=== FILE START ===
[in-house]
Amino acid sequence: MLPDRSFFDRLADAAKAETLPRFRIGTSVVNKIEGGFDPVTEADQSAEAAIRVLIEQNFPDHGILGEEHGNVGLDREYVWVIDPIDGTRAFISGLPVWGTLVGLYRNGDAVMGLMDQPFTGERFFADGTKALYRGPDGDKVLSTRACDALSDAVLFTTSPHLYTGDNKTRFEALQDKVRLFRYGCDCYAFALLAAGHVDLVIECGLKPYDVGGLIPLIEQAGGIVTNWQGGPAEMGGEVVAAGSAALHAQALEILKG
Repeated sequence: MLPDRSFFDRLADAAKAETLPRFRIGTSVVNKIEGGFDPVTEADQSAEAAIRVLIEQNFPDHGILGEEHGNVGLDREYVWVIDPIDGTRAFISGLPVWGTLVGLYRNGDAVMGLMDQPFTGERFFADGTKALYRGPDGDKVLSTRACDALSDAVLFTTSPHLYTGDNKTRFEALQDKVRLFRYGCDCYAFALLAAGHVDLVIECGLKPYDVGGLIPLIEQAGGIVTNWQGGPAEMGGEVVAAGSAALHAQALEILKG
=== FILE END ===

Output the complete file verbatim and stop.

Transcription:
[in-house]
Amino acid sequence: MLPDRSFFDRLADAAKAETLPRFRIGTSVVNKIEGGFDPVTEADQSAEAAIRVLIEQNFPDHGILGEEHGNVGLDREYVWVIDPIDGTRAFISGLPVWGTLVGLYRNGDAVMGLMDQPFTGERFFADGTKALYRGPDGDKVLSTRACDALSDAVLFTTSPHLYTGDNKTRFEALQDKVRLFRYGCDCYAFALLAAGHVDLVIECGLKPYDVGGLIPLIEQAGGIVTNWQGGPAEMGGEVVAAGSAALHAQALEILKG
Repeated sequence: MLPDRSFFDRLADAAKAETLPRFRIGTSVVNKIEGGFDPVTEADQSAEAAIRVLIEQNFPDHGILGEEHGNVGLDREYVWVIDPIDGTRAFISGLPVWGTLVGLYRNGDAVMGLMDQPFTGERFFADGTKALYRGPDGDKVLSTRACDALSDAVLFTTSPHLYTGDNKTRFEALQDKVRLFRYGCDCYAFALLAAGHVDLVIECGLKPYDVGGLIPLIEQAGGIVTNWQGGPAEMGGEVVAAGSAALHAQALEILKG